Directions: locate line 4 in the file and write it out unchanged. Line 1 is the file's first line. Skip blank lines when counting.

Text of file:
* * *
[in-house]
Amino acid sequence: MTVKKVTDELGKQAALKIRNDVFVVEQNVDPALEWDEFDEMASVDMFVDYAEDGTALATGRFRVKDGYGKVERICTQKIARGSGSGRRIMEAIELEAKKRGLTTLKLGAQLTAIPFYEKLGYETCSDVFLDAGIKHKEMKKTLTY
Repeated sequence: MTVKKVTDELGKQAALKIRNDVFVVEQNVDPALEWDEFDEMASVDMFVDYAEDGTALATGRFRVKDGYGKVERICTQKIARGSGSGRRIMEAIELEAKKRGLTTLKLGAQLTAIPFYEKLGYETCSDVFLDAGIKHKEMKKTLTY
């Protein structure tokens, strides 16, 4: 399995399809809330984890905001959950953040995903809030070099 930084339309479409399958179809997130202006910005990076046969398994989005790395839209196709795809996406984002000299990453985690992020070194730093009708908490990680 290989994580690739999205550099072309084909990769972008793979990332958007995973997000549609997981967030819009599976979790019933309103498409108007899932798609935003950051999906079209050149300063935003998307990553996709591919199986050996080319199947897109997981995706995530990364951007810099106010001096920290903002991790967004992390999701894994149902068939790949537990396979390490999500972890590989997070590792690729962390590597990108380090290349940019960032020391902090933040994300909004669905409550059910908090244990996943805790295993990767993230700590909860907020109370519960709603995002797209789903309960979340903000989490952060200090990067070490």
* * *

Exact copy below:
């Protein structure tokens, strides 16, 4: 399995399809809330984890905001959950953040995903809030070099 930084339309479409399958179809997130202006910005990076046969398994989005790395839209196709795809996406984002000299990453985690992020070194730093009708908490990680 290989994580690739999205550099072309084909990769972008793979990332958007995973997000549609997981967030819009599976979790019933309103498409108007899932798609935003950051999906079209050149300063935003998307990553996709591919199986050996080319199947897109997981995706995530990364951007810099106010001096920290903002991790967004992390999701894994149902068939790949537990396979390490999500972890590989997070590792690729962390590597990108380090290349940019960032020391902090933040994300909004669905409550059910908090244990996943805790295993990767993230700590909860907020109370519960709603995002797209789903309960979340903000989490952060200090990067070490």